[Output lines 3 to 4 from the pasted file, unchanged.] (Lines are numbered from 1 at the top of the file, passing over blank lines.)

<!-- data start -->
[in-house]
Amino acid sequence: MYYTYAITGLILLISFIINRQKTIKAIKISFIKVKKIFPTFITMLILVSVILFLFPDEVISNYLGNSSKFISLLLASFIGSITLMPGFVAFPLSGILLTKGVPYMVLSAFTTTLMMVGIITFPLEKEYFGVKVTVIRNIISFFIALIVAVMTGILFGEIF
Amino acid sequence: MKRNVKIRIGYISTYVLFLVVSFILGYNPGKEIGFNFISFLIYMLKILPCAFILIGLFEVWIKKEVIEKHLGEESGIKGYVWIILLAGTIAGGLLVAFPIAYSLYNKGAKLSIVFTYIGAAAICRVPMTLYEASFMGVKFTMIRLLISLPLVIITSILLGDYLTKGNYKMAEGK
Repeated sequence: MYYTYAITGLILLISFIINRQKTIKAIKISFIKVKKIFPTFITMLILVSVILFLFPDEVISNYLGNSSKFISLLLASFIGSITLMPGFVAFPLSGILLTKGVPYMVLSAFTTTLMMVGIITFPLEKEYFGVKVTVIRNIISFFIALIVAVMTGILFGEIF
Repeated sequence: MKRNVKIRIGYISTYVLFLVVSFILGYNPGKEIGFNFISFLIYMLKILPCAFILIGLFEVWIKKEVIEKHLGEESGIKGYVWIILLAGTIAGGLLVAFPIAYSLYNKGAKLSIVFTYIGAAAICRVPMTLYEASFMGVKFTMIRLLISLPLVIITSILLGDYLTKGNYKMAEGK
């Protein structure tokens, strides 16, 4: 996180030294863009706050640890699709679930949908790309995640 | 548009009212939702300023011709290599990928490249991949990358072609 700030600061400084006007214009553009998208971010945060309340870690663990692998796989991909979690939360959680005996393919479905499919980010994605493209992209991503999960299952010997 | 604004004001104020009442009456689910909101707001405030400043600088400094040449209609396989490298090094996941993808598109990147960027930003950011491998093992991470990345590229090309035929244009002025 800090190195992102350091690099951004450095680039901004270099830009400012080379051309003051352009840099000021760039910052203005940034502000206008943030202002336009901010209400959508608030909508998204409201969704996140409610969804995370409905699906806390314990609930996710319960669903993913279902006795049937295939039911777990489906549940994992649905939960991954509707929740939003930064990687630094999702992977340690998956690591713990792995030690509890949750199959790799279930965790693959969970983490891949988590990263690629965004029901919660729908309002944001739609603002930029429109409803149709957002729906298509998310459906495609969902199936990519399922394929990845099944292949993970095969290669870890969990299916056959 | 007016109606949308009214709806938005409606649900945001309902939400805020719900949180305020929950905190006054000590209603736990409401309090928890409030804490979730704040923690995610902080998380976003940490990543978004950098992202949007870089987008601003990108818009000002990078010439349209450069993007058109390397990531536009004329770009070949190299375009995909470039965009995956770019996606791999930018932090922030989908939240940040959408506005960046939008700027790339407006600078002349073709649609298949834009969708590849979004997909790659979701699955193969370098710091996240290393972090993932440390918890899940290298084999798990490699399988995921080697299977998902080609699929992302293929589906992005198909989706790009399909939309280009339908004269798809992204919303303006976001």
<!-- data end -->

Amino acid sequence: MKRNVKIRIGYISTYVLFLVVSFILGYNPGKEIGFNFISFLIYMLKILPCAFILIGLFEVWIKKEVIEKHLGEESGIKGYVWIILLAGTIAGGLLVAFPIAYSLYNKGAKLSIVFTYIGAAAICRVPMTLYEASFMGVKFTMIRLLISLPLVIITSILLGDYLTKGNYKMAEGK
Repeated sequence: MYYTYAITGLILLISFIINRQKTIKAIKISFIKVKKIFPTFITMLILVSVILFLFPDEVISNYLGNSSKFISLLLASFIGSITLMPGFVAFPLSGILLTKGVPYMVLSAFTTTLMMVGIITFPLEKEYFGVKVTVIRNIISFFIALIVAVMTGILFGEIF